South Dakota Group Submits Signatures to Place Adult-Use Cannabis Legalization Measure on November Ballot
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South Dakota Group Submits Signatures to Place Adult-Use Cannabis Legalization Measure on November Ballot

The Secretary of State will now go through the certification process for the petitions, which South Dakotans for Better Marijuana Laws turned in May 3.

May 5, 2022

South Dakotans for Better Marijuana Laws (SDBML) submitted signatures to the Secretary of State May 3 to place an adult-use cannabis legalization measure on the state’s November ballot after the last voter-approved legalization initiative was struck down by the South Dakota Supreme Court.

The Secretary of State will now go through the certification process for the petitions, but through an in-house screening process, campaign officials are confident their measure will reach the ballot this year, according to an Argus Leader report.

"We are very proud of the signature drive we ran and we’re confident we’re going to qualify," SDBML Director Matt Scweich told the news outlet. "With that being said, we have to respect the process and let the Secretary of State do its job."

SDBML had to gather roughly 17,000 valid signatures to get its measure before voters, the Argus Leader reported.

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The group’s proposal would legalize the personal use, possession and cultivation of cannabis for adults 21 and older through an initiated measure, according to the news outlet.

SDBML put forth a similar proposal in 2020 through a constitutional amendment, which voters approved alongside a separate measure to legalize medical cannabis.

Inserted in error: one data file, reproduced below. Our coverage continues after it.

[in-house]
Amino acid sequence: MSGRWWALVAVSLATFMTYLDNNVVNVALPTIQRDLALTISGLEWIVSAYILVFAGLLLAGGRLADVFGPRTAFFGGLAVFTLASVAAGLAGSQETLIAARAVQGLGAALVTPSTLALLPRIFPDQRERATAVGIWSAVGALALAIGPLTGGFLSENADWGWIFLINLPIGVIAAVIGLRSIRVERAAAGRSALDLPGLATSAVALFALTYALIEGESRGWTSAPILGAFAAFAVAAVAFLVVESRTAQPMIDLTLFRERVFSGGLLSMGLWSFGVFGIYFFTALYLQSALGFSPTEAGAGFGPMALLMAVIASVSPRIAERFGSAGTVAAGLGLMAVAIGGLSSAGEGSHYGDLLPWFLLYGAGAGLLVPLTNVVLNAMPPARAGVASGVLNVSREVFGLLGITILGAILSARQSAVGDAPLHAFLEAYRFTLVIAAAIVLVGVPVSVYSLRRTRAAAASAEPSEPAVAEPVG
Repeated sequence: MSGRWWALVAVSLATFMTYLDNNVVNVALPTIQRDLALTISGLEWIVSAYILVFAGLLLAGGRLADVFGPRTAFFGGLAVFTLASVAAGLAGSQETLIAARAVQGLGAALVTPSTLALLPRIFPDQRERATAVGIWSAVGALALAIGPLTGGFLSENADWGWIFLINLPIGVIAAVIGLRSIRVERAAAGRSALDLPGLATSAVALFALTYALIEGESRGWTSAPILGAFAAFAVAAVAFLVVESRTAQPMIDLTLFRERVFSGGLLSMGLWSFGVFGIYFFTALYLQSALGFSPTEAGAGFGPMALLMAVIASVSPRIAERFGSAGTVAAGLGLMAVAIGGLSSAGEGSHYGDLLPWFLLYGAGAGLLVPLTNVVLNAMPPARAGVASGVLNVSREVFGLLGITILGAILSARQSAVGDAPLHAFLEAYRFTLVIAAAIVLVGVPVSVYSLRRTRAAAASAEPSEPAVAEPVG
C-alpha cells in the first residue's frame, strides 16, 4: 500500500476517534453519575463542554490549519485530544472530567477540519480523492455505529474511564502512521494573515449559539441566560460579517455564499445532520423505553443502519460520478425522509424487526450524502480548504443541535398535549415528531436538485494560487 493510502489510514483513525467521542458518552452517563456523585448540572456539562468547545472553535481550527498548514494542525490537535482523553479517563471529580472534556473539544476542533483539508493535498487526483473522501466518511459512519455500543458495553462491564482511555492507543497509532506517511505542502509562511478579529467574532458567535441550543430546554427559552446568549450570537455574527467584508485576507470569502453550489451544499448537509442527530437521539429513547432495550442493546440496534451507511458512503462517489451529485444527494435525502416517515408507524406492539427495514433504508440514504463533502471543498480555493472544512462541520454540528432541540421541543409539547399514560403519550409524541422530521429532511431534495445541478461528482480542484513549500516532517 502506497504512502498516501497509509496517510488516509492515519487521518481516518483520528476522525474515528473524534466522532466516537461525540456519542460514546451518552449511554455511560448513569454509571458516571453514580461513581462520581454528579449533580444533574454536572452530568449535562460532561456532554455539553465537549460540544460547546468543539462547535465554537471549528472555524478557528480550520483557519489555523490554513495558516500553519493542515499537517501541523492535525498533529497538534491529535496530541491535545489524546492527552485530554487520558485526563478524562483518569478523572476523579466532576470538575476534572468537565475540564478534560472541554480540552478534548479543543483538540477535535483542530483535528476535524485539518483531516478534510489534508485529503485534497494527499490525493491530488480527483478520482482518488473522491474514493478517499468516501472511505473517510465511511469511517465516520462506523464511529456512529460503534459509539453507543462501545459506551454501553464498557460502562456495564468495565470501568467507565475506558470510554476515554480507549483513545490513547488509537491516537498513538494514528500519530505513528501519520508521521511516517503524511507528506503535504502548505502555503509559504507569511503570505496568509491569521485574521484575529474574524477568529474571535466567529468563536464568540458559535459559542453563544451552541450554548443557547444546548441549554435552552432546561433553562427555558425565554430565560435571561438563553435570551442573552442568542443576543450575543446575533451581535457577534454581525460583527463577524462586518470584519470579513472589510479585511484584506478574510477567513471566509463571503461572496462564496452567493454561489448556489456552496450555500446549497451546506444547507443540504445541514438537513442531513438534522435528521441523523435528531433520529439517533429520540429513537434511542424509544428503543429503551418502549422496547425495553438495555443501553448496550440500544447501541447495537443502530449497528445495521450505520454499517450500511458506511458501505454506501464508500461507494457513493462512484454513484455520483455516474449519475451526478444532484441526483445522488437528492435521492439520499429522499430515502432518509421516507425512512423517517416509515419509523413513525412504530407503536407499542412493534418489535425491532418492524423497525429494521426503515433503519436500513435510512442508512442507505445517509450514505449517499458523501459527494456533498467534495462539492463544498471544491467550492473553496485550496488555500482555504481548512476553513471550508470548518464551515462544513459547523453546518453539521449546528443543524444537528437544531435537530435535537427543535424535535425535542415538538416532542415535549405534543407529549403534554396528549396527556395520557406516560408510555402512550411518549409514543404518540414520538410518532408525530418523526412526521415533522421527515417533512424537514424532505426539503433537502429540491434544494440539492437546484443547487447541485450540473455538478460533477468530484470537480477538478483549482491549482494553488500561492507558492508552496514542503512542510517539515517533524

The adult-use measure was then challenged in court, where a judge struck it down, ruling that it violated the single-subject rule in the South Dakota Constitution.

The case then headed to the state’s Supreme Court, which ruled in November 2021—a year after voters passed the adult-use measure—that it would not reinstate the voter-approved initiative.

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South Dakota lawmakers then attempted to legalize adult-use cannabis legislatively during this year’s legislative session, but the bill ultimately failed, leaving SDBML’s campaign as South Dakota’s only option for adult-use legalization this year.

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Schweich declined to tell the Argus Leader how many total signatures his group submitted to the Secretary of State this week, but said SDBML’s internal screening process revealed that 19,250 of the collected signatures are valid.

"This will withstand any potential lawsuits so we can avoid what happened after 2020," Schweich told the news outlet. "We don't want to give politicians any kind of opening to thwart the will of the people."